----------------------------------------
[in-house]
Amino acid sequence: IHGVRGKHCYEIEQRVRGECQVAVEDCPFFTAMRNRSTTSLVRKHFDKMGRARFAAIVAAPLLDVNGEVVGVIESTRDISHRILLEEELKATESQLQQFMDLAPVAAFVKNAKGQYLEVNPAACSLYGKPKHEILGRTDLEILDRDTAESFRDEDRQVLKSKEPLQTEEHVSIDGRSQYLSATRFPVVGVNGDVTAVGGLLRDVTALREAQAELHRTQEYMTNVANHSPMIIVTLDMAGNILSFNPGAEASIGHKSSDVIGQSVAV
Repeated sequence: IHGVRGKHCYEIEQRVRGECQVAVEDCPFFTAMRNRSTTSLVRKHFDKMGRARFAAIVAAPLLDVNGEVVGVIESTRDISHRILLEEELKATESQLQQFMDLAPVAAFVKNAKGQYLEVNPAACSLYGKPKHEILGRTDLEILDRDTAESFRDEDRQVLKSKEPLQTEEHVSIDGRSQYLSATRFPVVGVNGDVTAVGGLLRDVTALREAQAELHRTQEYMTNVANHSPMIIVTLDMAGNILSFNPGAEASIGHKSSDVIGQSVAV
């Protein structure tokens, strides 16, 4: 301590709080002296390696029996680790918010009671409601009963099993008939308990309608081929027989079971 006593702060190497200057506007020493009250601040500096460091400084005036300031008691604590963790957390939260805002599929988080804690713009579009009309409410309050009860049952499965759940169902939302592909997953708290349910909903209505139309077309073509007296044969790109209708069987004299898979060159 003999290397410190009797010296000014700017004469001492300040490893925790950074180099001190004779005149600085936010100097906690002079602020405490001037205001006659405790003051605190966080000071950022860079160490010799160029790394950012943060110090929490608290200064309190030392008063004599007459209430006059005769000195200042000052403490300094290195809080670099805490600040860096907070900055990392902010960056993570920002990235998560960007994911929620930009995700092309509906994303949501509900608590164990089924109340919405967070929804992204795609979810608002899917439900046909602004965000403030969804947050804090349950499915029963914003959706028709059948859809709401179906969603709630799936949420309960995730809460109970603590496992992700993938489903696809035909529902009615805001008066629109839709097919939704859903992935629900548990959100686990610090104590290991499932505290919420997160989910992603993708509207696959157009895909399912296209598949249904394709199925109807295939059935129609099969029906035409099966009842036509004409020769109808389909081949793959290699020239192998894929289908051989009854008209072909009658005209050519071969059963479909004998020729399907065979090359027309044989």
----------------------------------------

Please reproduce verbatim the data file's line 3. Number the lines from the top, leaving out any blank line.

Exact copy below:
Repeated sequence: IHGVRGKHCYEIEQRVRGECQVAVEDCPFFTAMRNRSTTSLVRKHFDKMGRARFAAIVAAPLLDVNGEVVGVIESTRDISHRILLEEELKATESQLQQFMDLAPVAAFVKNAKGQYLEVNPAACSLYGKPKHEILGRTDLEILDRDTAESFRDEDRQVLKSKEPLQTEEHVSIDGRSQYLSATRFPVVGVNGDVTAVGGLLRDVTALREAQAELHRTQEYMTNVANHSPMIIVTLDMAGNILSFNPGAEASIGHKSSDVIGQSVAV